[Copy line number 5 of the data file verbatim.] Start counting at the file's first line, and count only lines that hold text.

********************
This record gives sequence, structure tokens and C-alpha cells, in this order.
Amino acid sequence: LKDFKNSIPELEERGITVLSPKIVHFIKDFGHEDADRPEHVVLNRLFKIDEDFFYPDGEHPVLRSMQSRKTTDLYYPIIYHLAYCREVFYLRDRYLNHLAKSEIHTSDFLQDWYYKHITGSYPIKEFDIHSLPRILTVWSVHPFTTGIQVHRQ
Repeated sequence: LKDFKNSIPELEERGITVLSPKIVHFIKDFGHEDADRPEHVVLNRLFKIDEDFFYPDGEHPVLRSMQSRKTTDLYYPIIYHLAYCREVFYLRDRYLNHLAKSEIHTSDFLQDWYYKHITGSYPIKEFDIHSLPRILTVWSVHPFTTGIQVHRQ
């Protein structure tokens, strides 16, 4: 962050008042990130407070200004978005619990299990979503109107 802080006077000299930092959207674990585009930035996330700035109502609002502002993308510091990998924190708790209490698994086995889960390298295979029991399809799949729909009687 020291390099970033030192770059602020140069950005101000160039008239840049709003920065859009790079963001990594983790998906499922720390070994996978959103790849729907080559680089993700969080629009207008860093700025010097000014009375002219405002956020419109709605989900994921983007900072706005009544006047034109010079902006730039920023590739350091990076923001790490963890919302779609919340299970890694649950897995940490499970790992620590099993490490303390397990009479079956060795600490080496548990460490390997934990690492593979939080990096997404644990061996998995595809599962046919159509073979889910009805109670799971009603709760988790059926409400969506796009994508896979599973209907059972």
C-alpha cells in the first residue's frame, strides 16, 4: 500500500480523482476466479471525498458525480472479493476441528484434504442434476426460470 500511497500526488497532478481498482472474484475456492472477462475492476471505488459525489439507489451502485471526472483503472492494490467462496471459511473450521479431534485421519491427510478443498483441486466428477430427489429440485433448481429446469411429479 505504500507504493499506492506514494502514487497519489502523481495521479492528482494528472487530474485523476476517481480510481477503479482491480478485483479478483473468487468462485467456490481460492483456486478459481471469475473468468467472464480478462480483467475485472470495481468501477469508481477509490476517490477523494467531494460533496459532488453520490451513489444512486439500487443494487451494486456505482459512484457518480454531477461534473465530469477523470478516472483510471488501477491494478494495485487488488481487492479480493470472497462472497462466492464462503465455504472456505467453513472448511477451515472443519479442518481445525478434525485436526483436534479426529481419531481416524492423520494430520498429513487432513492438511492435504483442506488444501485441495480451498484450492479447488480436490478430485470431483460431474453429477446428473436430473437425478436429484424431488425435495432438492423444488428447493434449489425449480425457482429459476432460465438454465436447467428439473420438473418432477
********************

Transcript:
C-alpha cells in the first residue's frame, strides 16, 4: 500500500480523482476466479471525498458525480472479493476441528484434504442434476426460470 500511497500526488497532478481498482472474484475456492472477462475492476471505488459525489439507489451502485471526472483503472492494490467462496471459511473450521479431534485421519491427510478443498483441486466428477430427489429440485433448481429446469411429479 505504500507504493499506492506514494502514487497519489502523481495521479492528482494528472487530474485523476476517481480510481477503479482491480478485483479478483473468487468462485467456490481460492483456486478459481471469475473468468467472464480478462480483467475485472470495481468501477469508481477509490476517490477523494467531494460533496459532488453520490451513489444512486439500487443494487451494486456505482459512484457518480454531477461534473465530469477523470478516472483510471488501477491494478494495485487488488481487492479480493470472497462472497462466492464462503465455504472456505467453513472448511477451515472443519479442518481445525478434525485436526483436534479426529481419531481416524492423520494430520498429513487432513492438511492435504483442506488444501485441495480451498484450492479447488480436490478430485470431483460431474453429477446428473436430473437425478436429484424431488425435495432438492423444488428447493434449489425449480425457482429459476432460465438454465436447467428439473420438473418432477